As a parent, it is difficult to keep up with the different apps that the kids are using. It is imperative that parents stay up-to-date on the apps that tweens and teens most frequently use, especially when the apps can compromise their child's online safety and can be used for cyber-bullying. braveparenting.net can help you navigate the newest trends.
Most parents know that SnapChat is not just used to put cute dog faces on photos. It is used to send messages that can disappear shortly after being read. This makes it easy to send someone a nasty message, say something mean about another student, or even to send inappropriate photos to others because "they disappear" before an adult would see them. Snapchat had captured 79% of the teenage market last year.
Most people DO NOT know that Instagram has now adopted many of the same features as SnapChat. Instagram is now owned by Facebook, which puts it in a better position to compete with SnapChat in the online marketplace. Disappearing photos are now a feature of Instagram Direct. Instagram has 600 million users. You can create multiple instagram accounts. Sometimes teens will use Instagram to create a "hate" page and keep it "private" to invite only certain users in order to bully another student. Here's another really important feature of Instagram--it is free because they can SELL the pictures and videos that you post. In addition, it's easy to screen shot a photo from Instagram Direct, so even though "it disappears," it might not disappear before someone takes a screen shot and can freely distribute it to others. Plus, nothing really ever disappears from the server, even if it disappears from your personal device.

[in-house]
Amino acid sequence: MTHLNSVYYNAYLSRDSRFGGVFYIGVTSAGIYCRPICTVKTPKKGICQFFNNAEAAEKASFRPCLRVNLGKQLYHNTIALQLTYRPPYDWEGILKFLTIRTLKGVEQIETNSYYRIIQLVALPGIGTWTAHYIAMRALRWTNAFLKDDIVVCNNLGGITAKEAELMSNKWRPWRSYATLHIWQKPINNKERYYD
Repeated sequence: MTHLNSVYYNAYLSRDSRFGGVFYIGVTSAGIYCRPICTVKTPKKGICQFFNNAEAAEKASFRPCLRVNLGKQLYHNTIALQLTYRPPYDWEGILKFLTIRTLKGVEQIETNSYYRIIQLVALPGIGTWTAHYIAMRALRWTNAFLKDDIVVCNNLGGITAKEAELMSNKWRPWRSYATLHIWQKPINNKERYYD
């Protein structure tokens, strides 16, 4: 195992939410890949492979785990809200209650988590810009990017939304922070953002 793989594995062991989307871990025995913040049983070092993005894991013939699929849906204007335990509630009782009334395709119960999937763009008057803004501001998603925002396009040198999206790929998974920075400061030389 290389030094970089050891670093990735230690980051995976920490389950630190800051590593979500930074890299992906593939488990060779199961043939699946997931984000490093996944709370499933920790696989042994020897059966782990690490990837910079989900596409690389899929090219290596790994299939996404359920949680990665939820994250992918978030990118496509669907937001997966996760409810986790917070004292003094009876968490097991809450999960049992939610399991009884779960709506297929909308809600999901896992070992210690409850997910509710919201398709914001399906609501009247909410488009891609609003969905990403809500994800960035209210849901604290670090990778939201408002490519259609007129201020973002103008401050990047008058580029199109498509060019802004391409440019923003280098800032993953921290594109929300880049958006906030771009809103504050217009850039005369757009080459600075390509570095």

Another app not mentioned on braveparenting.net, but recently hitting the news as a problem app for teens and tweens is called Sarahah. Sarahah is now connected to SnapChat, also. Sarahah is an app which was originally designed to allow corporations to give anonymous feedback to employees and bosses as personal suggestions and compliments completely anonymously. It just entered the app store in June. Teens have now discovered the app as a great way to cyber bully another teen because the app protects your identity. Combined with SnapChat, you can be anonymous AND quick--say something mean, be anonymous, AND the message disappears! You do not have to have an account to leave feedback. You do have to have an account to receive feedback.
As always, we hope that cyber-bullying never becomes an issue for your family, and we will do whatever we can to help if it becomes an issue at school. It is the parents' responsibility to keep an eye on their kids' mobile devices and apps. If you come across a new app or problem website, please let us know so that we can help spread the word to other parents.